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OKLAHOMA CITY (KFOR) – On Tuesday, a group of death penalty opponents and members of death row inmate, Gilbert Postelle’s family gathered outside the governor’s mansion to protest the upcoming execution.

“I don’t think you can solve murder with murder,” Kaylei Johnson said.

Johnson’s dad, Gilbert Postelle, has been in prison for almost her entire life.

“He’s doing alright. The best anybody can be,” she said.

Johnson joined death penalty opponents outside the governor’s mansion on Tuesday – 17 days before her dad is scheduled the be executed.

“In just 27 days into the year of 2022, Oklahoma became the first state in the nation to murder its citizen,” Jasmin Brown-Jutras with the ACLU of Oklahoma said.

“Many of you I know call yourselves pro-life, and if we are truly to be pro life, we must be pro life not just before birth,” Pastor Israel Hogue with Simplicity Church OKC said.

Postelle was convicted of murdering four people at an Oklahoma City mobile home park in 2005.

Prosecutors say James Alderson, Terry Smith, Donnie Swindle and Amy Wright were targeted because Postelle believed they were responsible for a motorcycle accident that injured his dad.

“When Gilbert Postelle got in the getaway vehicle, he later boasted, ‘That B**** almost got away,'” prosecutors said during Postelle’s clemency hearing in December.

In a 4-1 vote, the state pardon and parole board ultimately denied Postelle’s request for clemency.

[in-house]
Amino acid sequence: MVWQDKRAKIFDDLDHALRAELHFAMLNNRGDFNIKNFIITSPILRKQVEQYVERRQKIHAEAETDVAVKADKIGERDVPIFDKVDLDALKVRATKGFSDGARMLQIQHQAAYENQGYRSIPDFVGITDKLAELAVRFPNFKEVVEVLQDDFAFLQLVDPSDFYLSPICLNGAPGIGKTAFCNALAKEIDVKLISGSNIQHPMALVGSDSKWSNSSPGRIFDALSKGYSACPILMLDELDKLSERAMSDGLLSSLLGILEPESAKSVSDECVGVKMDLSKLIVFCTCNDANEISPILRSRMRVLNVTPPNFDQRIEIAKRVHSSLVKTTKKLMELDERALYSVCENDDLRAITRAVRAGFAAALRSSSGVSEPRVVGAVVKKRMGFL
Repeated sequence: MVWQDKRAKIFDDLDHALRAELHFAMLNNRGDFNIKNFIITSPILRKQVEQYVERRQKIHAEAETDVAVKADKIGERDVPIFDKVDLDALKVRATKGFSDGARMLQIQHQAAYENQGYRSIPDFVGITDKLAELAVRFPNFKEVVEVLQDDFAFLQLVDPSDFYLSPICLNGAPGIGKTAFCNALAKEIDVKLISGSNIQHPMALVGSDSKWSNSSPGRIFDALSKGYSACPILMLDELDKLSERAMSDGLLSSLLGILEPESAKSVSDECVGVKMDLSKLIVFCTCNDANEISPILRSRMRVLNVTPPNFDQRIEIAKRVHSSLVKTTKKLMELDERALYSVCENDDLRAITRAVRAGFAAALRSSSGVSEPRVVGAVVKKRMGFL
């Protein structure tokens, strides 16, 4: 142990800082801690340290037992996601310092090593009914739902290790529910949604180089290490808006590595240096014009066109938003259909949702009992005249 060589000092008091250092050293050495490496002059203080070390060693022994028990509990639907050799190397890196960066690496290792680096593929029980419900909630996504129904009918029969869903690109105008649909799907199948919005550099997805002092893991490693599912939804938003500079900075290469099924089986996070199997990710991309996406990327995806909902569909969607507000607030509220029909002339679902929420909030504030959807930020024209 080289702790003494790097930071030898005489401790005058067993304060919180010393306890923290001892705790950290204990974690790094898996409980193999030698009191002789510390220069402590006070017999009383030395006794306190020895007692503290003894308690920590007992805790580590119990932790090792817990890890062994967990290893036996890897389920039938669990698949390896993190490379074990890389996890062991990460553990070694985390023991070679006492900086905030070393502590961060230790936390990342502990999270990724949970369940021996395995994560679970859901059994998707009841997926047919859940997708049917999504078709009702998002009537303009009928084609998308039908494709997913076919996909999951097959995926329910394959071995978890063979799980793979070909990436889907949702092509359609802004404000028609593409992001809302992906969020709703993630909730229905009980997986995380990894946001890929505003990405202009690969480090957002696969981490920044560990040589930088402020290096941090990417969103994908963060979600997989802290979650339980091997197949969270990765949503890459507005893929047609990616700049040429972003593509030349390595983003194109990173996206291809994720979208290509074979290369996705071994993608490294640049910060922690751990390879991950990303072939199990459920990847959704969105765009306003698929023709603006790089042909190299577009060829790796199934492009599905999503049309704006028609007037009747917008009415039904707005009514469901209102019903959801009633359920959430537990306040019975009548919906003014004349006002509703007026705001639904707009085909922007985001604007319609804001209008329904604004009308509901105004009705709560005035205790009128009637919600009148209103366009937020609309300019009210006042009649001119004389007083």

He’ll be the second death row inmate to be executed in 2022, following the execution of Donald Grant last week.

“People across this world are saying capital punishment, that’s not how I want you to spend my tax dollars,” Rep. Mauree Turner, (D) Oklahoma City, said.

Rep. Turner filed a house joint resolution late last month that, if approved by lawmakers, would create a state question that would do away with the death penalty in Oklahoma.

“For me, there is no death penalty that is humane,” Turner said.

On February 28th,, the constitutionality of Oklahoma’s execution protocol will be challenged in federal court.

Last year, during the state’s first execution in nearly seven years, media witnesses said death row inmate John Grant vomited and convulsed after the first drug in the three-drug lethal injection cocktail, Midazolam, was administered.

The next two executions were described as going smoothly.

“Executing Oklahomans is not how we take care of people at this point in time and will never be how we take care of people,” Turner said.